product liability, defamation)? 2) What is the entrenched repertoire of harm producing acts
that typically cause these varied harms? 3) What are the relevant duties embodied in rules (if
any) that are breached by these harm producing acts? In each instance of a claim of harm
and a breach of a duty caused by a party, are there facts that prove each element of the relevant
rule by a preponderance of the evidence (civil law standard) or beyond a reasonable doubt
(criminal law standard)? 4) And lastly, are there facts that establish an affirmative defense even
if all elements of the rule are proved?
1. Some harms shout out at you. In criminal law, for example, death from different
types of murder and manslaughter or loss of property in larceny or prevalent corporate-
fraud offenses. In torts, harms include death, injury or property damage from intentional
acts as well as from negligent or reckless behavior or defective products. But other harms
do not always shout out and must be learned. In corporate law, there is a type of corporate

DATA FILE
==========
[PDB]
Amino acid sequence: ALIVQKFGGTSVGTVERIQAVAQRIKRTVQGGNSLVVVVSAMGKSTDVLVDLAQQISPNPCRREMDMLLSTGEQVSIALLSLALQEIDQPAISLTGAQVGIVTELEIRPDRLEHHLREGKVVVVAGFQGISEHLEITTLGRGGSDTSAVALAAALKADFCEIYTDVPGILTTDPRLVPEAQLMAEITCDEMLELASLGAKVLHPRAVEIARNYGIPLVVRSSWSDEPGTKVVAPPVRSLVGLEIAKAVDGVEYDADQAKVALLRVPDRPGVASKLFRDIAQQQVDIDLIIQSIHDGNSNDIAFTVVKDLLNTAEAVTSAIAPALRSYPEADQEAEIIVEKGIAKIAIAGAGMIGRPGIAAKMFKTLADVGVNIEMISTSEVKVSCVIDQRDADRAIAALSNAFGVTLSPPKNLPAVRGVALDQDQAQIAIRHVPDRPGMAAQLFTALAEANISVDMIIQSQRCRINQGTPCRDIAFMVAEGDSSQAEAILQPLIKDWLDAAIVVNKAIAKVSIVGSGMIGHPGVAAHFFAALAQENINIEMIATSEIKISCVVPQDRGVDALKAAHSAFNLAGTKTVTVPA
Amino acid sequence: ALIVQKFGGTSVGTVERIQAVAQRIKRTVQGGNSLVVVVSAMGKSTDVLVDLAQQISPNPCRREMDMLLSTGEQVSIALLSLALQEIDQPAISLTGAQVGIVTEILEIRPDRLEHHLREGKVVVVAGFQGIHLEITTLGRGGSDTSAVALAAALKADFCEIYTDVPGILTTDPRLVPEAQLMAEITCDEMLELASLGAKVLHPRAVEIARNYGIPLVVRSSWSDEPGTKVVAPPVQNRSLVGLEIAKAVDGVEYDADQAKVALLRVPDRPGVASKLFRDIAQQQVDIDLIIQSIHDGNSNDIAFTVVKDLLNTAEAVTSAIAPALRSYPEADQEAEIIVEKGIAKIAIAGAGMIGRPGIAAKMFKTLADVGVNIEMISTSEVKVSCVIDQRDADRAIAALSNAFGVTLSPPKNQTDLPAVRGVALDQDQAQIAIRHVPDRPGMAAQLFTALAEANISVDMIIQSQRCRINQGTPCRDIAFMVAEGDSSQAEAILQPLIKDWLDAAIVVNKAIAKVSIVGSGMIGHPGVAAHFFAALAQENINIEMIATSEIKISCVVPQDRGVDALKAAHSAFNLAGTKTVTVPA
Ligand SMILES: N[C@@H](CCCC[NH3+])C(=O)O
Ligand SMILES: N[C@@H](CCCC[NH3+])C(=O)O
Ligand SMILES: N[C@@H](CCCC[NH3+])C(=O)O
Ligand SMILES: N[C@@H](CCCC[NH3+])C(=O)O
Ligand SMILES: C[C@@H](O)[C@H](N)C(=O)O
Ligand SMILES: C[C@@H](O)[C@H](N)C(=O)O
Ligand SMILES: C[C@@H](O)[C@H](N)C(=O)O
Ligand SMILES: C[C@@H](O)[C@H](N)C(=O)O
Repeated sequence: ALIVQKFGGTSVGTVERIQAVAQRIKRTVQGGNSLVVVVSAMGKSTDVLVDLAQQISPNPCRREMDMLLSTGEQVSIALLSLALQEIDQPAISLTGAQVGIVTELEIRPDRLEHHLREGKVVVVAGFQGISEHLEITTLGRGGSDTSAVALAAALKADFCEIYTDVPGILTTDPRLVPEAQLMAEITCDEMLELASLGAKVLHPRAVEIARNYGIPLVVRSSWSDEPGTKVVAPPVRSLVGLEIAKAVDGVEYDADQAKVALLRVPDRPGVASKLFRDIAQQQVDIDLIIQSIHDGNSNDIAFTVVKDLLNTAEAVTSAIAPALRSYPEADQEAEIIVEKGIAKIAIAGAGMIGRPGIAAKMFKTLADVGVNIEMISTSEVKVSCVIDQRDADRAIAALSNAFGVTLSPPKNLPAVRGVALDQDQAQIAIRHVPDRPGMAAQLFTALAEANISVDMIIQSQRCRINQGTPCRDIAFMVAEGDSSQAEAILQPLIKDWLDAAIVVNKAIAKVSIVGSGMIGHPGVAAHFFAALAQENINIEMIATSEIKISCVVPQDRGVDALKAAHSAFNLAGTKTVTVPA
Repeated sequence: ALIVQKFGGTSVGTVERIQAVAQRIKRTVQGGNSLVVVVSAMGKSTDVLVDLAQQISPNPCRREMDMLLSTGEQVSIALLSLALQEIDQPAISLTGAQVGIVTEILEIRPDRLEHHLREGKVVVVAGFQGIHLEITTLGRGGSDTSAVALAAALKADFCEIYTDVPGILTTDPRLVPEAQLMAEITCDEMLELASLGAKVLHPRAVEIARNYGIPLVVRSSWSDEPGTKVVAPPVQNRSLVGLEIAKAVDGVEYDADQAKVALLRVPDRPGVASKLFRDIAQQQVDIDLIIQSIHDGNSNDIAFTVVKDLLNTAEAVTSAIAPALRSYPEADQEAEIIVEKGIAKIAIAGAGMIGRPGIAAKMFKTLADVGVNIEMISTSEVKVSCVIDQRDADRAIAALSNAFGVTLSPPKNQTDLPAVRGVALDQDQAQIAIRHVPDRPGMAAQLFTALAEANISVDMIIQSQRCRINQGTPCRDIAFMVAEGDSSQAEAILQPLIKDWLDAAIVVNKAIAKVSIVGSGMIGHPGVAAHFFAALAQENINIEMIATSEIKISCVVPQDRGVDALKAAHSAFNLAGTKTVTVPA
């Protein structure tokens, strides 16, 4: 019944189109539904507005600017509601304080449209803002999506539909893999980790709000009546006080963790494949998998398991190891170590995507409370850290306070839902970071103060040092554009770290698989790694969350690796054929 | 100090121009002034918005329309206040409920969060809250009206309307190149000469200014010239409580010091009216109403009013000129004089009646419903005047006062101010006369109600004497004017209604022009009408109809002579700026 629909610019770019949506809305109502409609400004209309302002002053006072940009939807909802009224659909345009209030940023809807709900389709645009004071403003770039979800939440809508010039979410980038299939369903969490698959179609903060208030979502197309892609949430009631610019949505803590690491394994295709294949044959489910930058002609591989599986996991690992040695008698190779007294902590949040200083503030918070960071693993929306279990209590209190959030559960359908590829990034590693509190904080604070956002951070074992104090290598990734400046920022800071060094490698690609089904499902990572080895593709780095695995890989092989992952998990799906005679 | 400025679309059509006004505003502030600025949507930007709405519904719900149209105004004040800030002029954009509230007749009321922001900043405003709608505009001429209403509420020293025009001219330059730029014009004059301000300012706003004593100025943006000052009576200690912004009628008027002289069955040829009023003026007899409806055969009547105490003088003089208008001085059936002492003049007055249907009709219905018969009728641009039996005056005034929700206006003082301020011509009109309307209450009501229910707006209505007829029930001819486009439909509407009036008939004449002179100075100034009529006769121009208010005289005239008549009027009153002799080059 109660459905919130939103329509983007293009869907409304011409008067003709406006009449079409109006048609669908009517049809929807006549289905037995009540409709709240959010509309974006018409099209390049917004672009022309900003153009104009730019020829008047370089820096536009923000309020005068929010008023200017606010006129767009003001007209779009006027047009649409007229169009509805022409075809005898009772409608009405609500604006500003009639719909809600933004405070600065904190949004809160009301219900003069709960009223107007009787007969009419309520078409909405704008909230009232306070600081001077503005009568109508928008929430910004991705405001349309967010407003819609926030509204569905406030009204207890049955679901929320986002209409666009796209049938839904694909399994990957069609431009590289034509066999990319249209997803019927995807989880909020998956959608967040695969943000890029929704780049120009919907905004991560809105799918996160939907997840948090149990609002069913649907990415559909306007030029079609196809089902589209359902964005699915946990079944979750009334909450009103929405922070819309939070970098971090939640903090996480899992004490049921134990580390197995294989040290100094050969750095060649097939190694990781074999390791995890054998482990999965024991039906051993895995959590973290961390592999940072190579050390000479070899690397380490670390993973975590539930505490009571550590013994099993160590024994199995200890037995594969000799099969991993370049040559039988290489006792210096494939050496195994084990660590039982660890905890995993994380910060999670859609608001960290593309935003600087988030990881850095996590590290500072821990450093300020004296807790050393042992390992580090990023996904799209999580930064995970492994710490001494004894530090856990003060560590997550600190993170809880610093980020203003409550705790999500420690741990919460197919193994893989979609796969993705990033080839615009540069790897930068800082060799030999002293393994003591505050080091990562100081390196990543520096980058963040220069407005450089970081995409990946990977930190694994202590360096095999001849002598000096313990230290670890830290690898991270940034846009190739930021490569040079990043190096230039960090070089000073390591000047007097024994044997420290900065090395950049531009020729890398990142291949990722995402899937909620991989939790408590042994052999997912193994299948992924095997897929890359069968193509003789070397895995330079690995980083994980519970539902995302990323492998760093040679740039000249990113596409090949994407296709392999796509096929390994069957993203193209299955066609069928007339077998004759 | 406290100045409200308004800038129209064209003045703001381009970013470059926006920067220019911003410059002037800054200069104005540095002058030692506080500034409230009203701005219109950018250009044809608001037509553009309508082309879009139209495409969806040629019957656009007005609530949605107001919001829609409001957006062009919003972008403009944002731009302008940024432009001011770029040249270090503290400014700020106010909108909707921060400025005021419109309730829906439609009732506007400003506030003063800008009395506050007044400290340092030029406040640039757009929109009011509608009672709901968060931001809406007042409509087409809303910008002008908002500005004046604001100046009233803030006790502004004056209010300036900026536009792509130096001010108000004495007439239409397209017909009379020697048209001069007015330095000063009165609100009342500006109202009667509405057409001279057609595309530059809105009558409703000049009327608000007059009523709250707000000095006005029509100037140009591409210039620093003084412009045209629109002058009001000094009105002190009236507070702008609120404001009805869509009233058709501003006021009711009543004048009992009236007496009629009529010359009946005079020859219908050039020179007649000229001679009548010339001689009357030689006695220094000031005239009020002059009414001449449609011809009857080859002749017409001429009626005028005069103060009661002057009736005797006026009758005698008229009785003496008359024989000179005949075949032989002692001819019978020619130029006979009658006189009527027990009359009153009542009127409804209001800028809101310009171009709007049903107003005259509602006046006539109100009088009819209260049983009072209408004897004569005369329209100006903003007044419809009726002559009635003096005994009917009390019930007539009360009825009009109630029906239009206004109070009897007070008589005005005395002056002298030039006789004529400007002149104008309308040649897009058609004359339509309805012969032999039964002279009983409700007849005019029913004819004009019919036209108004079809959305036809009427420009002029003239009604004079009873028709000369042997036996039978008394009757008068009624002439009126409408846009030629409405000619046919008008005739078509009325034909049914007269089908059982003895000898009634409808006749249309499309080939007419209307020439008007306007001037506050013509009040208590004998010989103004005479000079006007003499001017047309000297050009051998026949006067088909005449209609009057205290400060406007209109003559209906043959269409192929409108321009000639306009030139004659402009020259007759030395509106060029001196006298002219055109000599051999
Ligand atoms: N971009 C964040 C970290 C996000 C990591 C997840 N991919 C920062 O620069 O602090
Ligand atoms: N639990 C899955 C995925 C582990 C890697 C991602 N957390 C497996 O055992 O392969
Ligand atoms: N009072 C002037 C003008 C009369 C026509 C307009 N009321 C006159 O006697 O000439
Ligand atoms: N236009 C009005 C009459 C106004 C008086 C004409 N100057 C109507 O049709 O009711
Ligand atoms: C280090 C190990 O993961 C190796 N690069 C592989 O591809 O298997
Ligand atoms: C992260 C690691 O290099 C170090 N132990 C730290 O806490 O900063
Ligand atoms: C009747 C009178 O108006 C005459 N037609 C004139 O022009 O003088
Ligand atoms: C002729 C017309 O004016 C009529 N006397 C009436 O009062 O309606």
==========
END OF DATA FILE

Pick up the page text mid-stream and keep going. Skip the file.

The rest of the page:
harm if a member of the Board of Directors of one corporation aids another corporation to
compete with it. In Constitutional law, harms are illustrated by the failure of the police to
administer the Miranda warnings or police squelching of a protest rooted in First
Amendment rights of free speech, print, assembly and association. In civil procedure, there
may be a procedural harm if downstream communities and farmers who use a waterway for
drinking water and irrigation cannot get jurisdiction over upstream polluters. But happily,
you don’t have to learn every harm in every subject; rather, for each subject exam you just
need to learn that slice of harms stressed by your professor in each subject and the assigned
2. In each topic within any subject, there is an entrenched repertoire of harm
producing acts spelled out in the relevant cases and elsewhere, i.e., recurring iconic fact
examples, which cause the recognized harms. Such repertoires can, of course, be learned and
mastered. To illustrate, the ancient intentional torts of assault and battery have a well-etched
repertoire of harms (including threats of imminent battery, actual battery, transferred intent,
etc.) Depraved-heart murder pivots on bizarrely dangerous acts (shooting above the heads